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Their Eyes Were Watching God by Zora Neale…
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Their Eyes Were Watching God (original 1937; edition 2006)

by Zora Neale Hurston

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11,145168251 (3.98)1 / 620
Member:redbone
Title:Their Eyes Were Watching God
Authors:Zora Neale Hurston
Info:Harper Perennial Modern Classics (2006), Edition: 1st ed., Paperback, 219 pages
Collections:Your library
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Tags:black feminism, fiction

Work details

Their Eyes Were Watching God by Zora Neale Hurston (1937)

  1. 93
    The Color Purple by Alice Walker (aleahmarie)
  2. 40
    Beloved by Toni Morrison (BookshelfMonstrosity)
  3. 00
    Annie John by Jamaica Kincaid (BookshelfMonstrosity)
    BookshelfMonstrosity: Kincaid and Hurston have each set their moving, character-driven novels in atmospheric, sunny settings -- the Caribbean, and Florida respectively. Both novels explore haunting truths about identity, society, friendship and love as an African-American female protagonist gains new self-awareness and respect for her experiences.… (more)
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English (165)  Dutch (1)  German (1)  All languages (167)
Showing 1-5 of 165 (next | show all)
An excellent story teller. Very poetic writing filled with images. Obvious master of the spoken culture of the poor African-Americans in Florida during the thirties. I found the use of dialect distracting but I realize the author is being faithful to her characters, but Ah do get tired uh readin dialect. Umph ( )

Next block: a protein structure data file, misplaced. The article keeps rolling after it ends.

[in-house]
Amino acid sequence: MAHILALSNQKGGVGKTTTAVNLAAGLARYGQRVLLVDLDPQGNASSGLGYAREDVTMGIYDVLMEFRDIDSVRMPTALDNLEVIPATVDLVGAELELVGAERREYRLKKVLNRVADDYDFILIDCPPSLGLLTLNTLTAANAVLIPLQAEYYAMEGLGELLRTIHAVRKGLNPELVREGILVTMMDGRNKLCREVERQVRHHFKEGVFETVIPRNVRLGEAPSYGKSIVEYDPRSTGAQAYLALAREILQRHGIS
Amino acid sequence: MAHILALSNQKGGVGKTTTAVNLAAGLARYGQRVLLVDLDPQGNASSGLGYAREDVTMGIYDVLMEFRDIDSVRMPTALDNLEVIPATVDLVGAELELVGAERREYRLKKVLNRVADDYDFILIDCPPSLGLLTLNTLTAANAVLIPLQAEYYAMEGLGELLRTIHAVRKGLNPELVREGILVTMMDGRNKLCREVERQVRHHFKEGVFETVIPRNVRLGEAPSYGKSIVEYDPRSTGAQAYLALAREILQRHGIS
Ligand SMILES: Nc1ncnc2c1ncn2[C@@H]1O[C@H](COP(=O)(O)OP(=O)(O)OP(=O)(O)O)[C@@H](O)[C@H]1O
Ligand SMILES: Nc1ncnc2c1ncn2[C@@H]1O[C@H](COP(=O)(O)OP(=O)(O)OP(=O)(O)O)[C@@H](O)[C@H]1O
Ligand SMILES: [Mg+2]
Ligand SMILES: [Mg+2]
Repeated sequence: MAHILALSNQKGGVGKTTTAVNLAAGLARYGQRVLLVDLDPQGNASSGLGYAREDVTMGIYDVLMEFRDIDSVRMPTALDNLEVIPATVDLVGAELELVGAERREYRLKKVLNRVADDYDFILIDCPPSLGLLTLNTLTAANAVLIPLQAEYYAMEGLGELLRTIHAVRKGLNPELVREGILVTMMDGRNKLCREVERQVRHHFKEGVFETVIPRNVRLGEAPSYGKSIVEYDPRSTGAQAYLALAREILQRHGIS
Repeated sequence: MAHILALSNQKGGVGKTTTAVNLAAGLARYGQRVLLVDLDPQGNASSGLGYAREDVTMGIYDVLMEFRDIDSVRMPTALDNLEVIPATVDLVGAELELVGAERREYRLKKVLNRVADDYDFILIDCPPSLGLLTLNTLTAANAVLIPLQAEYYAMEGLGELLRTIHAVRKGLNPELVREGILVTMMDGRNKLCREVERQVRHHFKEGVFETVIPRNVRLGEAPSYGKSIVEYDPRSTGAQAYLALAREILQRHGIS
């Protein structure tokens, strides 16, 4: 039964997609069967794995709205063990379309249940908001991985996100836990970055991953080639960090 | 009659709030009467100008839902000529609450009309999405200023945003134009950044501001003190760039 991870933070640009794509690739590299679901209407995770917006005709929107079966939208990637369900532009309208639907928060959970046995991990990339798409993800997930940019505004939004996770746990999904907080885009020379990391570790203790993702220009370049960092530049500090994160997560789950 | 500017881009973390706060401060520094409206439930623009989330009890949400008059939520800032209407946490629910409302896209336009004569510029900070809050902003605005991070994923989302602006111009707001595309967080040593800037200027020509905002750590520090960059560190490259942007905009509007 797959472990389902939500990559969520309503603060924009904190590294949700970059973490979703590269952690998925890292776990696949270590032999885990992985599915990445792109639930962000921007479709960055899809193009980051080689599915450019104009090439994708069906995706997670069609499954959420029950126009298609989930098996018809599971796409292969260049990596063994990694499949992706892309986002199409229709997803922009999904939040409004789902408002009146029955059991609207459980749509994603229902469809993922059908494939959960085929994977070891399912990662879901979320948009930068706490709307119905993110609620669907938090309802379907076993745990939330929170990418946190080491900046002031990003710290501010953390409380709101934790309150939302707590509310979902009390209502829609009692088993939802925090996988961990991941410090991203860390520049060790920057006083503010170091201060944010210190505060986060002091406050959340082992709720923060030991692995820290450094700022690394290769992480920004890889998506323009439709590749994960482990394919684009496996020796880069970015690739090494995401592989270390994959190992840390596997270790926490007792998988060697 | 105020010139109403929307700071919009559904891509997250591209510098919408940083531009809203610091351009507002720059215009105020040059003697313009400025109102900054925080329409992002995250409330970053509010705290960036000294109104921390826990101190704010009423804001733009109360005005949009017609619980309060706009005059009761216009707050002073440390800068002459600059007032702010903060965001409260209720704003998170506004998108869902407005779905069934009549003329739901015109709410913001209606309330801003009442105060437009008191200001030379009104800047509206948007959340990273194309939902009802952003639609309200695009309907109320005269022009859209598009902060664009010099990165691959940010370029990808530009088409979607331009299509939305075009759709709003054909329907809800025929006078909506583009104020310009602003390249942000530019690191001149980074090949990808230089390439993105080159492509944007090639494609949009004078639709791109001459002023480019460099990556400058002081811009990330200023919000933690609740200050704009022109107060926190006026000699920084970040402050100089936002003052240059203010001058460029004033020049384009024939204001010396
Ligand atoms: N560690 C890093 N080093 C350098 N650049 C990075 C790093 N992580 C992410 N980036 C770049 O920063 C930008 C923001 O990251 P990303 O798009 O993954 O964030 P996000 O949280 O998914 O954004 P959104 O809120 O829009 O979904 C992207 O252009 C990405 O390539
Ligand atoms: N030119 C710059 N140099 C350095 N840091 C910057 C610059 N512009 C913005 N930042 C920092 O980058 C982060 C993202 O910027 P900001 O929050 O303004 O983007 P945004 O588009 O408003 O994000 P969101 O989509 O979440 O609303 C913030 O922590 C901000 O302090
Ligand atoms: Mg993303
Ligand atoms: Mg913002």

joeydag | Jul 23, 2015 |
This book gets better every time I read it. Or perhaps I am a better reader as I get older. I find myself referring back to Their Eyes over and over. ( )
  LauraCLM | May 7, 2015 |
This book is a classical book of fiction about an Afro-American woman writer and her story of the life of a woman from the backwaters of Florida and the lessons of life she learns as she evolves into her selfhood through three marriages and a life of poverty, trials and purpose. This is not a novel that demonstrates the spiritual strength of women but it does demonstarate the fact that Afro-American women can have spiritual strength and fortitude for the vicissitudes of life. ( )
  mrkurtz | Apr 14, 2015 |
Janie Crawford is a teenager when her grandmother, a former slave, arranges her marriage to the stolid farmer Logan Killicks to secure her future. Janie has more romantic notions, and rebels after her grandmother dies, spontaneously taking off with the ambitious Joe Sparks, who is passing through on the way to Eatonville Florida. Joe is soon running the town as businessman and mayor, but treats Janie as a showpiece, blocking her participation in the social network that he deems beneath their status. Janie remains stoically submissive for twenty years, until Joe dies; then, courted by any number of respectable and established men, she instead chooses the charming drifter Vergible Woods - “Tea Cake”. As the novel begins, Janie has gone away with Tea Cake and returned without him; she passes through the cluster of porch gossips and tells the story privately to her friend Phoeby Walker. (How did Phoeby Walker become her friend? This is never quite clear.) This is a novel of a time and a place and a culture, depicted in anecdotes with Gullah dialect. I expected the dialect to be a problem, but its effect was to make me pay attention to details.
  qebo | Mar 15, 2015 |